Has anyone ever been told they are giving too many high grades? My P didn't straight tell me this, but she alluded to it in a recent discussion. My class average overall is around 87-88% (B+). This is a CP math class. From the other 3 CP teachers, two of them have averages around 80-81% and the other one has averages similar to mine. I understand her concern about high grades as she doesn't want a bunch of kids trying to get into honors math next year who don't belong there (you need a 93% to get into honors, but many kids who get 90-92 appeal it and get in), but I don't like to try to trick kids on my assessments. My belief is the test should be very similar to what was done in class. No surprises. I want students who do what they are supposed to do to find success relatively easily. The two teachers with lower averages put stuff on the test that they didn't directly teach (i.e. application problems). They'll even admit that they put application problems on test that they really haven't taught as they want the kids to figure out how to apply the knowledge. I can appreciate this on homework assignments etc, but I don't think tests are an appropriate place for that. I've had a couple of their students who I taught last year come to me for extra help, and mention they didn't think it was fair they were being tested on stuff not really taught. Has anyone ever been told they were giving too many high grades? What did you do? I might put 1 or 2 tough problems on the next test to try to get averages down to around 85, but I hate having to do that. This is not an honors class so I am happy if they have a good grasp of the nuts and bolts to prepare them for CP math next year.

Wow, I never imagined this being an issue. I assumed if your class averages were likes 40-50% then your P addressing that. However, the other way around, I am confused? Everyone wants their school to succeed and teachers want to achieve high class averages, right?

We are told that all of our tests should have a few questions that are application questions to see which students have moved beyond what was taught. Our students who miss the application questions may still receive an A on the assessment but this would be the data needed to show that they do not belong in a more advanced class. I can definitely see the worry that you principal may have. Many students are receiving A's and B's in high school level classes and then testing into remedial level classes in college. Also, many students do well one year and then are moved to a more advanced class and struggle terribly.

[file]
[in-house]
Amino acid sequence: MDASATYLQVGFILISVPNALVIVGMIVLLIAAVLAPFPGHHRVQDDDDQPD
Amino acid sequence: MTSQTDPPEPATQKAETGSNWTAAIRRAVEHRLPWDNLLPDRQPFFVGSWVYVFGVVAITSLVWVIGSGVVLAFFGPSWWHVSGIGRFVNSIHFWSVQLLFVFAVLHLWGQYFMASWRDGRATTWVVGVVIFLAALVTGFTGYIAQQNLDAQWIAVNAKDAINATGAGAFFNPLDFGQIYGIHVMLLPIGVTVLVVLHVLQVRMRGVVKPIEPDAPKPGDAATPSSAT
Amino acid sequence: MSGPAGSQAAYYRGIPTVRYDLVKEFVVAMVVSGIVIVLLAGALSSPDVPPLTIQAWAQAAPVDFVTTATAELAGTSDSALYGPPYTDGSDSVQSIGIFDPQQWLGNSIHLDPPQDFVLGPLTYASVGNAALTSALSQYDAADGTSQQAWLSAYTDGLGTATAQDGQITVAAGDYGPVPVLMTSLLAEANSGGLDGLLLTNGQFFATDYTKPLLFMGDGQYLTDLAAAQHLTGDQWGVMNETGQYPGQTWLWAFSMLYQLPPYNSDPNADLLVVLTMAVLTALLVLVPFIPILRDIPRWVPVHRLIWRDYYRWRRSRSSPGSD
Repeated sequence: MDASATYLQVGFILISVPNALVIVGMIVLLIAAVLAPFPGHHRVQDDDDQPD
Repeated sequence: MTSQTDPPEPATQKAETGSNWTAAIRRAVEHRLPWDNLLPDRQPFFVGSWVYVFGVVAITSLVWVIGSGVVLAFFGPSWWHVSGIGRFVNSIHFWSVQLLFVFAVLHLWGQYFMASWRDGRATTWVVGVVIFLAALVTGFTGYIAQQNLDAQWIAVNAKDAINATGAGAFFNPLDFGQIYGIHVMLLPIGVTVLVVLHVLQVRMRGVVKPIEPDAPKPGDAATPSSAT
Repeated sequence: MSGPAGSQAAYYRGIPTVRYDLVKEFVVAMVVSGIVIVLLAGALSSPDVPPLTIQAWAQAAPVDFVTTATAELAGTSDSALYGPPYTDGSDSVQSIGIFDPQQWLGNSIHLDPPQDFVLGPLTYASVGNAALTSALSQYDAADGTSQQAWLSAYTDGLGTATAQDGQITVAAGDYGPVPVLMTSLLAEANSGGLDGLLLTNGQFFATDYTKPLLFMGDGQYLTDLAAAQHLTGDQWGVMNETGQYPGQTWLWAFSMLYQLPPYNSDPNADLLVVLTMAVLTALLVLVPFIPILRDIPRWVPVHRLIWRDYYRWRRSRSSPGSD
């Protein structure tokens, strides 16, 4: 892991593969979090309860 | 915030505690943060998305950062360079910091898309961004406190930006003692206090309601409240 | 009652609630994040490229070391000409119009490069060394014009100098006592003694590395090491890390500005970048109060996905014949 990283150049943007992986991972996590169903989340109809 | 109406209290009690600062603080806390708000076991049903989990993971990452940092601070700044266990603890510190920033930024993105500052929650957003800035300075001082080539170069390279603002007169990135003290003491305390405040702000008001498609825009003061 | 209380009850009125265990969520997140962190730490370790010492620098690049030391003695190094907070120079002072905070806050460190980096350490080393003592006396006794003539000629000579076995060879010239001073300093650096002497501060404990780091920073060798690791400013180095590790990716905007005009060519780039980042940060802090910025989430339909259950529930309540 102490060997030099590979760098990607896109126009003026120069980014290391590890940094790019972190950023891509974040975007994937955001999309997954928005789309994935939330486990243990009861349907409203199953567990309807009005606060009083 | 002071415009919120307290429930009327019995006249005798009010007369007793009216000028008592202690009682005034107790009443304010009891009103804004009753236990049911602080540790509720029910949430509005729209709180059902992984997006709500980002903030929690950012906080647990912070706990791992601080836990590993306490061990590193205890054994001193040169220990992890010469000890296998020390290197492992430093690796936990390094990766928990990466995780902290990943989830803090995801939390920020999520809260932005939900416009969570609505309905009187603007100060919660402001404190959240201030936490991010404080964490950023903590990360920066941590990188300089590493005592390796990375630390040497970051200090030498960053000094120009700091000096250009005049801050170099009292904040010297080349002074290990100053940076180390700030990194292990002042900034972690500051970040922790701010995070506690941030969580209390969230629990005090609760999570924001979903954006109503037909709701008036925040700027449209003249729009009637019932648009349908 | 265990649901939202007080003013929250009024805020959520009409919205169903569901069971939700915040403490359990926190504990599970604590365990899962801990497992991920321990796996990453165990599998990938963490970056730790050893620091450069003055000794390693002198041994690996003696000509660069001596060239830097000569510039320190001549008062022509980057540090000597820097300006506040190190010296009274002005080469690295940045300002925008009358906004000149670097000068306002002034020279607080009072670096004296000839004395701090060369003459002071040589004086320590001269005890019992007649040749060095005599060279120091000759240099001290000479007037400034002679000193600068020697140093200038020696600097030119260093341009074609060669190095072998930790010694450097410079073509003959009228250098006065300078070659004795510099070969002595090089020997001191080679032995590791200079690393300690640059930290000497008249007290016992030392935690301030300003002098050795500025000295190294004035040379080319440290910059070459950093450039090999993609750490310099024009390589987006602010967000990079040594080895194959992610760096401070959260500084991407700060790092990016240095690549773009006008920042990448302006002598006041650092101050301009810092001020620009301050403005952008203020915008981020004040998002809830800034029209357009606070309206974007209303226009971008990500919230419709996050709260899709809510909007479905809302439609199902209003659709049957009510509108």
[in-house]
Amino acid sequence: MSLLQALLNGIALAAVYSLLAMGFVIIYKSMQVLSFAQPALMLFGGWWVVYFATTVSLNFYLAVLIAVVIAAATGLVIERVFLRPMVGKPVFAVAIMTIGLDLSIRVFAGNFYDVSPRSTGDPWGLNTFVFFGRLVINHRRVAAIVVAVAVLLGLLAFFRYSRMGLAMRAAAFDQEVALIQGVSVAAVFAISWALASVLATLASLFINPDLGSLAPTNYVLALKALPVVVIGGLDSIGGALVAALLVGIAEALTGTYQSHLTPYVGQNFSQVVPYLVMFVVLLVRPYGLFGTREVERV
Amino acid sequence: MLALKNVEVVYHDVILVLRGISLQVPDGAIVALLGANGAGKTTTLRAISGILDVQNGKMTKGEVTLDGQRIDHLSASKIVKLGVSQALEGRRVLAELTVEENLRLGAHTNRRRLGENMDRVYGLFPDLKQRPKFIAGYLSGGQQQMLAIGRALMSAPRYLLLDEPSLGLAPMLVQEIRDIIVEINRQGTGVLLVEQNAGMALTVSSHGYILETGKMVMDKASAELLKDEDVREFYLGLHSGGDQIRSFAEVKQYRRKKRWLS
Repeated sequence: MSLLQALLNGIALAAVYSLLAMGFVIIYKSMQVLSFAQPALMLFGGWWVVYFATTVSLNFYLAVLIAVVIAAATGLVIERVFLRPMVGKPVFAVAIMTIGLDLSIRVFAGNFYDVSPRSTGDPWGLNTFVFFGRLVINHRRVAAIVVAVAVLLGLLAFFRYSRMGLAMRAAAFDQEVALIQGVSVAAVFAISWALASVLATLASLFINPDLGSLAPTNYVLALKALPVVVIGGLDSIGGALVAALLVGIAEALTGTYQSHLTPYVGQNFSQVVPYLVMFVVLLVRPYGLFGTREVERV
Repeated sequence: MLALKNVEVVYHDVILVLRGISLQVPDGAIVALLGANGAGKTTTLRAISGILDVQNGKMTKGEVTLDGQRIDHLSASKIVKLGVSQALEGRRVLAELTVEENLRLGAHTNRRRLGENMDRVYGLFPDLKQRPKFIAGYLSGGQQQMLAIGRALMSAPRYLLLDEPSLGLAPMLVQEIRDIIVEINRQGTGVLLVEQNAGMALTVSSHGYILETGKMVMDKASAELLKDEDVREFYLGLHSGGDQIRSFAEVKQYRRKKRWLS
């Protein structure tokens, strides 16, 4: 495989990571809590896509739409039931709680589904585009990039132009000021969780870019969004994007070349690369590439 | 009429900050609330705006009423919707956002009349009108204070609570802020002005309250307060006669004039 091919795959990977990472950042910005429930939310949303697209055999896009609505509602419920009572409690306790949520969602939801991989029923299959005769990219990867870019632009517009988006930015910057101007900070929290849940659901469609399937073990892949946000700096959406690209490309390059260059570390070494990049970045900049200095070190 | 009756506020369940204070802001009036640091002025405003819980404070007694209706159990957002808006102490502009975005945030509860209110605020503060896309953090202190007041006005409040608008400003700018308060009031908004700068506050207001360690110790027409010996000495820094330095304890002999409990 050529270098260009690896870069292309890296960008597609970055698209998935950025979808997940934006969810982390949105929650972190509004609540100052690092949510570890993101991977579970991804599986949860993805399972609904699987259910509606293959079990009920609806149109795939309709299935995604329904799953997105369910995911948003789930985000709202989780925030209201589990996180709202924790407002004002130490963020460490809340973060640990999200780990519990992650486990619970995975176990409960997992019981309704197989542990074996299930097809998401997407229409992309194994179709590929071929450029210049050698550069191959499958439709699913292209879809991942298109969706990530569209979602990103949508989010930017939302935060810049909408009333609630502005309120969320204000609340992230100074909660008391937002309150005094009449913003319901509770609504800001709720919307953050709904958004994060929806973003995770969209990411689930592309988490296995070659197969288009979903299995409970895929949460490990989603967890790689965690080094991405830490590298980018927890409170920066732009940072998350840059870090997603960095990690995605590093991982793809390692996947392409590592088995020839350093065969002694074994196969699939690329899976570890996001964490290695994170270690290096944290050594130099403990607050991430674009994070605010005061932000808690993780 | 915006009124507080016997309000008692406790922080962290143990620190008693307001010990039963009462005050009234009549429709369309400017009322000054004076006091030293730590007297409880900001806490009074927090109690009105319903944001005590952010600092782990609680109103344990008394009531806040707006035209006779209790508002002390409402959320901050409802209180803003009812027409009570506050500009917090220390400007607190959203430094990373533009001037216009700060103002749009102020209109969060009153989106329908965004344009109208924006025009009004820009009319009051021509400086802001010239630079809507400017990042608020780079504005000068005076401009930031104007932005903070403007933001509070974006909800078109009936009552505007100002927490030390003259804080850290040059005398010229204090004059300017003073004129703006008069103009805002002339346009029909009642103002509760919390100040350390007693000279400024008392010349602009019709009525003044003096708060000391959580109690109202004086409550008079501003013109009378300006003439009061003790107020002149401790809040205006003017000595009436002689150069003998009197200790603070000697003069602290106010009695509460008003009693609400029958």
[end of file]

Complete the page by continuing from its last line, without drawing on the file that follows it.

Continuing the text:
I have never been told this, but I have heard it directed to other teachers from a principal before. That principal was very data driven and thought that it didn't look right if the kid couldn't pass a state test at the end of the year but had an A in class all year long. (That was her excuse at least) For what it's worth I agree with your philosophy. I do have to ask, should you be teaching the application questions? I know that teaching math most of the standards I cover I might start with non application questions but usually end up teaching application questions.

I haven't heard this, but I know a couple teachers in my department have been talked to about it in the past. At the end of each year, our SOL exam scores are compared to our class pass rates. It's expected that you'll have a similar number of SOL fails and classroom fails. If a teacher has a 100% pass rate in class, but only a 50% pass rate on the SOL, then the assumption is that the class isn't rigorous enough.Also the number of "Pass Advanced" students should somewhat correlate to the number of As. So that sort of situation would be looked at, which makes sense to me.